Shoulder Pain

I know what it is like to have chronic shoulder pain. I suffering from the pain of bursitis in both shoulders for several years. Frustrated by conventional treatment I decided to take matters into my own hands and focus all of my attention on finding a solution for my shoulder pain.

Successful management of shoulder pain with good long term outcomes relies on more than an expert knowledge acupuncture techniques. A combination of sound anatomical knowledge, clinical testing and pattern recognition are required to formulate a diagnosis, and management plan for your painful shoulder.

It is estimated that a little over 1% of consultations with Australian general practitioners (GP) are for shoulder pain. In terms of musculoskeletal complaints this makes shoulder pain the third most common reason for patients seeking treatment from their GP behind back pain and knee pain. In terms of chronic pain suffers, a report by Access Economics stated that 29% of those with chronic pain are suffering with chronic shoulder pain.

There are many reasons why you may have shoulder pain. Common causes of shoulder pain are impingement syndrome, shoulder instability, bursitis, calcification and tears in the muscles of the rotator cuff. Shoulder disorders cause varying levels of disability from person to person. The one common factor with all shoulder problems is the resulting pain and limited mobility of an injured shoulder affects many aspects of your personal and work life.

What You Need to Know to Stop Your Shoulder Pain

Acceptable Pain Levels: Your goal is to get your shoulder pain free and functioning normally but don’t expect your shoulder pain to stop immediately. The first priority is to get your shoulder pain to an “acceptable” level so that your shoulder has time to repair and so that you can perform rehabilitation exercises if required. Our initial goal is to reduce your pain levels to about a 2 out of 10. This is achieved by undertaking regular treatment and participating actively in your own rehabilitation.

Relative Rest: Your injured shoulder needs rest in order to heal. Rest will not only reduce your pain but will also help reduce any local inflammation. Relative rest doesn’t mean that you don’t use your arm. In this case, relative rest means that you would use your arm to do normal day to day activities but not so much as to aggravate your condition. If you continue to aggravate your condition you will greatly reduce the likelihood of recovery.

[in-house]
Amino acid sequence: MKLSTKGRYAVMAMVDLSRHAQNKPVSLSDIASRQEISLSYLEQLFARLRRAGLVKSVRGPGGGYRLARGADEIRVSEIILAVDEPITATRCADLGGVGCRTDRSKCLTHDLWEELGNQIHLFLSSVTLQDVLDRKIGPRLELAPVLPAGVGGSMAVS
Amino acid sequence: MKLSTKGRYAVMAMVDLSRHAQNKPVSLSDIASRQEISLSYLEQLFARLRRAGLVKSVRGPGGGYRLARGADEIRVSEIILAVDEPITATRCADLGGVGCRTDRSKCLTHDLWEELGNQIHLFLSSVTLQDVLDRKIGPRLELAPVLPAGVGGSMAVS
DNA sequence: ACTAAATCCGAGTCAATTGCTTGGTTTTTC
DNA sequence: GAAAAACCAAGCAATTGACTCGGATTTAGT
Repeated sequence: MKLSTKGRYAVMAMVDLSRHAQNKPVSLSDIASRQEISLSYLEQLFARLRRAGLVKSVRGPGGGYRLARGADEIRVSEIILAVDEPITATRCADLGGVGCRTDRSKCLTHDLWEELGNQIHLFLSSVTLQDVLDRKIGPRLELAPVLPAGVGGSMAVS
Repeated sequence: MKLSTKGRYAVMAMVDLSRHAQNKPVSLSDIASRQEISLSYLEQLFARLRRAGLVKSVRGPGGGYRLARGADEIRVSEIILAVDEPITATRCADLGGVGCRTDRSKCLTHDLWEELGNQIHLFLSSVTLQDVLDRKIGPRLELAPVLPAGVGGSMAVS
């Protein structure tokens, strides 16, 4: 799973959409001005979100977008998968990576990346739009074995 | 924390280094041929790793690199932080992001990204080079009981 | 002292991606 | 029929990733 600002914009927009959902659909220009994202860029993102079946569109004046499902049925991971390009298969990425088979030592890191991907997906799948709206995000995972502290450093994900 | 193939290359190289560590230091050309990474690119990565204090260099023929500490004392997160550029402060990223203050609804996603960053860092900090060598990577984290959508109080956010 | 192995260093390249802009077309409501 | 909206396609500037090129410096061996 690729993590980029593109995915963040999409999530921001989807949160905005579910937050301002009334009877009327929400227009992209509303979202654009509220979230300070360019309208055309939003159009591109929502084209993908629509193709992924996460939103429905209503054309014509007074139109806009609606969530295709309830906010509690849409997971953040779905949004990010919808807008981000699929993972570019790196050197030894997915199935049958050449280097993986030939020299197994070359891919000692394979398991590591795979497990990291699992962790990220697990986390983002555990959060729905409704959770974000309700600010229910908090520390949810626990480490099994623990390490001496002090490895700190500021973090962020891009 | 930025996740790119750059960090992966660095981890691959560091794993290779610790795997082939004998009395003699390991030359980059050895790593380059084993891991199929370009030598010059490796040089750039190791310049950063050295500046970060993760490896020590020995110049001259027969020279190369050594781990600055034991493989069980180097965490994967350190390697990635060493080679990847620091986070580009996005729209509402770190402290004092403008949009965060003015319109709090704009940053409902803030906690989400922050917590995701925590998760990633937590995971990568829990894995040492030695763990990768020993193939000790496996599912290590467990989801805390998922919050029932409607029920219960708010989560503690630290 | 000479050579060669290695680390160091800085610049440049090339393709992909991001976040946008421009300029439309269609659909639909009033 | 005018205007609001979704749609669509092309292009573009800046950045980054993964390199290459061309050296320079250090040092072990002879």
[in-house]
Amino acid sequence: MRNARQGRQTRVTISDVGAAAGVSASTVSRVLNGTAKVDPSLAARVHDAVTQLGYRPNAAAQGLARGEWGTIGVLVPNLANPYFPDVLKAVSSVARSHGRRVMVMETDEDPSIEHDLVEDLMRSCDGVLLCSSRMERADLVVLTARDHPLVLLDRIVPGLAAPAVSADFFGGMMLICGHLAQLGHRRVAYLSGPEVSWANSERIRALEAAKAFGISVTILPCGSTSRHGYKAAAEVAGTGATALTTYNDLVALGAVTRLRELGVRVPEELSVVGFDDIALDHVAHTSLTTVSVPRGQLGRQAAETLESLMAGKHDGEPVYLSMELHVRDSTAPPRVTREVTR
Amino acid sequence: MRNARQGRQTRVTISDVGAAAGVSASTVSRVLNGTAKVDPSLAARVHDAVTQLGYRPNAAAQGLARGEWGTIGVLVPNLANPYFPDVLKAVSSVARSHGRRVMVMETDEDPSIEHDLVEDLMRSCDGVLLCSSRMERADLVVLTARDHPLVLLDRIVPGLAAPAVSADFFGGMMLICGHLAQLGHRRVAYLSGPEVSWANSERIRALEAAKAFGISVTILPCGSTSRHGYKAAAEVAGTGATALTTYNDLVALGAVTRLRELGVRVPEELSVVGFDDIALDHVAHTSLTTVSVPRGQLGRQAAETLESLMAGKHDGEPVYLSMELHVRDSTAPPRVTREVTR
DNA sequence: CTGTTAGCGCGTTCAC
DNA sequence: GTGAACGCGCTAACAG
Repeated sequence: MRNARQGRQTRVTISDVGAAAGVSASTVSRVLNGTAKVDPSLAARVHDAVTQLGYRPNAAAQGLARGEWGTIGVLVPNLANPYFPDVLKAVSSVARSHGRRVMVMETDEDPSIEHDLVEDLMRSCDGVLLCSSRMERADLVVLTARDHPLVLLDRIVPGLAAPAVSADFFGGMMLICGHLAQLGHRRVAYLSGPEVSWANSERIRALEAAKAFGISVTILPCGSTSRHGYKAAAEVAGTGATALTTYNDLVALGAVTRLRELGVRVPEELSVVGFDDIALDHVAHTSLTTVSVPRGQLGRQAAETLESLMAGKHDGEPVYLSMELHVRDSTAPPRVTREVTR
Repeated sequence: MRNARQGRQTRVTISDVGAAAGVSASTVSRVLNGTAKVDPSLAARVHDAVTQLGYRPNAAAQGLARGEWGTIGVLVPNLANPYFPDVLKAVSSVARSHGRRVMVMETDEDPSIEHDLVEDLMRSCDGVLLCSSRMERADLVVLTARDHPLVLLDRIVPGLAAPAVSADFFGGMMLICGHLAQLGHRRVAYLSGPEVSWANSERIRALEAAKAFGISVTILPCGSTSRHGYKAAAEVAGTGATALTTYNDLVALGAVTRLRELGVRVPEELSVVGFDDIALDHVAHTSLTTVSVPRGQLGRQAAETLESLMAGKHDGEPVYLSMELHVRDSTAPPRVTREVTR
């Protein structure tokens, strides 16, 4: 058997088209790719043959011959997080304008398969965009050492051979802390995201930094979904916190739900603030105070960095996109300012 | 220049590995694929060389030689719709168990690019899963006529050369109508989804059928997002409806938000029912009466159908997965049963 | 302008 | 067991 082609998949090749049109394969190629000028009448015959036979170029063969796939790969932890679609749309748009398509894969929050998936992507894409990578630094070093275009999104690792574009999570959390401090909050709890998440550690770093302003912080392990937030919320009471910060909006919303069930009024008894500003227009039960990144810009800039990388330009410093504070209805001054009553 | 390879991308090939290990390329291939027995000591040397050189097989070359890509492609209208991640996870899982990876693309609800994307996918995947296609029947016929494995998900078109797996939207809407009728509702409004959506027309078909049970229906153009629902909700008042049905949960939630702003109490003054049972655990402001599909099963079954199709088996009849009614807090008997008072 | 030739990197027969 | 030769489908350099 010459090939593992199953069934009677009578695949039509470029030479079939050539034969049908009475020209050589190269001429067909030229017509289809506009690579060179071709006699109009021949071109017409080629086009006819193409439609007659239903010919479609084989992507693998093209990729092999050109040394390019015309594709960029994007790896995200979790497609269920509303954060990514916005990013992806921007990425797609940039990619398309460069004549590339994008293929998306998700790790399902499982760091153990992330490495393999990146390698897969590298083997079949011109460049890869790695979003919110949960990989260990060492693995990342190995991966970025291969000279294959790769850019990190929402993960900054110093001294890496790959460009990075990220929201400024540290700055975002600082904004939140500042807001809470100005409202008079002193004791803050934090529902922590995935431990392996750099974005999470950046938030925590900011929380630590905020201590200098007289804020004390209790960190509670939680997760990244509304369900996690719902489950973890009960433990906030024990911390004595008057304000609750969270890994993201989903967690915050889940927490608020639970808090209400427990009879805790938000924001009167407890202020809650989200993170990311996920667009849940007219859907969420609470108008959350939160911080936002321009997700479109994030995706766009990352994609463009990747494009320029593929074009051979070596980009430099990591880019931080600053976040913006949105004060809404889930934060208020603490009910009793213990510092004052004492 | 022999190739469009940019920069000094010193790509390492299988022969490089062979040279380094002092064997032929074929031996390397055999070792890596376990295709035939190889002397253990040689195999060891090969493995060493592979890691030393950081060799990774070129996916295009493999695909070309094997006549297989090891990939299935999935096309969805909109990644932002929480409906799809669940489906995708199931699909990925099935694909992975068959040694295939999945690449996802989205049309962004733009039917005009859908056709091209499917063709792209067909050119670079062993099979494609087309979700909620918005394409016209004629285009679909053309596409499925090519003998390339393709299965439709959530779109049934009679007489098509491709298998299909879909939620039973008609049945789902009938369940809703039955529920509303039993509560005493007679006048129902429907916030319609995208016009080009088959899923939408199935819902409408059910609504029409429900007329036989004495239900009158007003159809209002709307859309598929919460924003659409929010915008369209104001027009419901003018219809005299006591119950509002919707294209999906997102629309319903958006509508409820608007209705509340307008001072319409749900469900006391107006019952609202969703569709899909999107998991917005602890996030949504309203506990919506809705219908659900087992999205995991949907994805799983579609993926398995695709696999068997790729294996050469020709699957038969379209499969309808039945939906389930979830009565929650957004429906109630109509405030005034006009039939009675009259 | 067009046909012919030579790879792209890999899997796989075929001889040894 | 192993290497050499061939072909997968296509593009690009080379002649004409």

Safe Zones: Safe zones are used to indicate your safe range of motion so as to prevent further injury. Using the injured shoulder within the limits of pain has been shown to reduce pain, swelling, stiffness and preserve joint range of motion allowing you to return to regular activities earlier than they otherwise might. It is particularly important to keep your arm within this “safe range” during the initial stages of your treatment.

Pain Relief Medication: Taking regular paracetamol has a long history of safe use and is often effective in treating mild to moderate pain. For more severe pain non-steroidal anti-inflammatory drugs (NSAIDs) prescribed by your GP may be appropriate and may be taken in conjunction with paracetamol. You should always consult your GP or pharmacist about the most appropriate medication for your condition.

Why use Acupuncture? A report published by the University of New South Wales in 2013 recommended that acupuncture, performed by a suitably qualified person, be used to treat rotator cuff syndrome. As a general rule, during the initial stages of management, frequent acupuncture consultations are required to settle the pain, muscle spasm and inflammation involved in your condition. As your condition settles less frequent consultations are required. In individualised treatment plan, specific to your individual needs will be developed and reviewed regularly.

References                                                              

Funk L. Safe Zones for Shoulder Rehab [homepage on the Internet]. [Cited 2014 February]. Available from: http://www.shoulderdoc.co.uk/article.asp?article=1329

Hopman K. Krahe L. Lukersmith S. McColl AR. Vine K. Clinical Guidelines for the Management of Rotator Cuff Syndrome in the Workplace. The University of New South Wales. 2013 [homepage on the Internet]. [Cited 2014 May]. Available from:  http://rcs.med.unsw.edu.au/sites/default/files/rcs/page/RotatorCuffSyndromeGuidelines.pdf

Hopman K. Krahe L. Lukersmith S. McColl AR. Vine K. Clinical Guidelines for the Management of Rotator Cuff Syndrome in the Workplace. The University of New South Wales. 2013 [homepage on the Internet]. [Cited 2014 May]. Available from:  http://rcs.med.unsw.edu.au/sites/default/files/rcs/page/RotatorCuffSyndromeGuidelines.pdf

Cheshomi S. The Relationship Between Thoracic Kyphosis Curvature and Subacromial Space. World Applied Sciences Journal 22 (12): 1806-1809, 2013

Hanchard N, Cummins J, Jefferies C. Evidence-based clinical guidelines for the diagnosis, assessment and physiotherapy management of shoulder impingement syndrome; Chartered Society of Physiotherapy. [Online].; 2004 [cited 2014 July 25. Available from: http://www.csp.org.uk/publications/evidence-based-clinical-guidelines-diagnosis-assessment-physiotherapy-management-should.